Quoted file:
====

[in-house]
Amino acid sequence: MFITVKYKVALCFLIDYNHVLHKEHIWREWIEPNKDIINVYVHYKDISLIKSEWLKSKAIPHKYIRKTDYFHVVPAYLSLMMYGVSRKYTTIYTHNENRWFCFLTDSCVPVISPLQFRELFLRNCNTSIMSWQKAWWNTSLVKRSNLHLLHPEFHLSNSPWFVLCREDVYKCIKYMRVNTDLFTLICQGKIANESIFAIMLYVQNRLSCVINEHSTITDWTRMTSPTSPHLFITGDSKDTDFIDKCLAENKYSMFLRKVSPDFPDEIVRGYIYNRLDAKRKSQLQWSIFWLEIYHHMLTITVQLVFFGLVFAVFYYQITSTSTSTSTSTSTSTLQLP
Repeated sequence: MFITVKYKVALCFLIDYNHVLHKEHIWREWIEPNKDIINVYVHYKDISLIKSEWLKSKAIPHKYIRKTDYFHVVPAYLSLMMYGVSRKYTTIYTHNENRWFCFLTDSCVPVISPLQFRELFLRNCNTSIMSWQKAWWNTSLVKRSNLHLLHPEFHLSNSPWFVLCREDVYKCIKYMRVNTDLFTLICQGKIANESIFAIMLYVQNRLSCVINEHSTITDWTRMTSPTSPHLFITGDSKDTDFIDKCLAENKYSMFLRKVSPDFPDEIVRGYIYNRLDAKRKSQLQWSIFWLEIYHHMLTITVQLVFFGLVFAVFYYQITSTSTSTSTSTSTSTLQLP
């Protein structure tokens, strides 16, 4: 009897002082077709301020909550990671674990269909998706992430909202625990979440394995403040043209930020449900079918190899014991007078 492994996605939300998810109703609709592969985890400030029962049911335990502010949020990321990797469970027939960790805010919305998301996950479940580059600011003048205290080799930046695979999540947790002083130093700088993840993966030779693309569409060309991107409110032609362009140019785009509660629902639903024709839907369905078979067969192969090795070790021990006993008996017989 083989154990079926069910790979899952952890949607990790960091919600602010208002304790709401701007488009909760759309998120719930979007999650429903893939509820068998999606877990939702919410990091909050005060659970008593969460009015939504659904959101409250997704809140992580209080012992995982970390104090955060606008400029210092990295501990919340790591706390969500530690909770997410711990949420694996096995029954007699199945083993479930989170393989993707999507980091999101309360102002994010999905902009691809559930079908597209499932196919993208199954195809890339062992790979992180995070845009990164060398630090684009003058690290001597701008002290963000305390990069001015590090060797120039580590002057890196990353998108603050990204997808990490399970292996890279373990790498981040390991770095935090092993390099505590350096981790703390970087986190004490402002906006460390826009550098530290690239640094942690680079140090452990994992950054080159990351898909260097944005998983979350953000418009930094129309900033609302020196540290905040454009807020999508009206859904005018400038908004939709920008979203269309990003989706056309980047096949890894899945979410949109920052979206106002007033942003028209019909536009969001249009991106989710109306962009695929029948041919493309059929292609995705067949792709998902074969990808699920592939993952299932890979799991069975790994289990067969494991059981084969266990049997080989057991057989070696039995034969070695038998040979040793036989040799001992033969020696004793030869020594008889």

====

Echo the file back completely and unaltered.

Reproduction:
[in-house]
Amino acid sequence: MFITVKYKVALCFLIDYNHVLHKEHIWREWIEPNKDIINVYVHYKDISLIKSEWLKSKAIPHKYIRKTDYFHVVPAYLSLMMYGVSRKYTTIYTHNENRWFCFLTDSCVPVISPLQFRELFLRNCNTSIMSWQKAWWNTSLVKRSNLHLLHPEFHLSNSPWFVLCREDVYKCIKYMRVNTDLFTLICQGKIANESIFAIMLYVQNRLSCVINEHSTITDWTRMTSPTSPHLFITGDSKDTDFIDKCLAENKYSMFLRKVSPDFPDEIVRGYIYNRLDAKRKSQLQWSIFWLEIYHHMLTITVQLVFFGLVFAVFYYQITSTSTSTSTSTSTSTLQLP
Repeated sequence: MFITVKYKVALCFLIDYNHVLHKEHIWREWIEPNKDIINVYVHYKDISLIKSEWLKSKAIPHKYIRKTDYFHVVPAYLSLMMYGVSRKYTTIYTHNENRWFCFLTDSCVPVISPLQFRELFLRNCNTSIMSWQKAWWNTSLVKRSNLHLLHPEFHLSNSPWFVLCREDVYKCIKYMRVNTDLFTLICQGKIANESIFAIMLYVQNRLSCVINEHSTITDWTRMTSPTSPHLFITGDSKDTDFIDKCLAENKYSMFLRKVSPDFPDEIVRGYIYNRLDAKRKSQLQWSIFWLEIYHHMLTITVQLVFFGLVFAVFYYQITSTSTSTSTSTSTSTLQLP
């Protein structure tokens, strides 16, 4: 009897002082077709301020909550990671674990269909998706992430909202625990979440394995403040043209930020449900079918190899014991007078 492994996605939300998810109703609709592969985890400030029962049911335990502010949020990321990797469970027939960790805010919305998301996950479940580059600011003048205290080799930046695979999540947790002083130093700088993840993966030779693309569409060309991107409110032609362009140019785009509660629902639903024709839907369905078979067969192969090795070790021990006993008996017989 083989154990079926069910790979899952952890949607990790960091919600602010208002304790709401701007488009909760759309998120719930979007999650429903893939509820068998999606877990939702919410990091909050005060659970008593969460009015939504659904959101409250997704809140992580209080012992995982970390104090955060606008400029210092990295501990919340790591706390969500530690909770997410711990949420694996096995029954007699199945083993479930989170393989993707999507980091999101309360102002994010999905902009691809559930079908597209499932196919993208199954195809890339062992790979992180995070845009990164060398630090684009003058690290001597701008002290963000305390990069001015590090060797120039580590002057890196990353998108603050990204997808990490399970292996890279373990790498981040390991770095935090092993390099505590350096981790703390970087986190004490402002906006460390826009550098530290690239640094942690680079140090452990994992950054080159990351898909260097944005998983979350953000418009930094129309900033609302020196540290905040454009807020999508009206859904005018400038908004939709920008979203269309990003989706056309980047096949890894899945979410949109920052979206106002007033942003028209019909536009969001249009991106989710109306962009695929029948041919493309059929292609995705067949792709998902074969990808699920592939993952299932890979799991069975790994289990067969494991059981084969266990049997080989057991057989070696039995034969070695038998040979040793036989040799001992033969020696004793030869020594008889």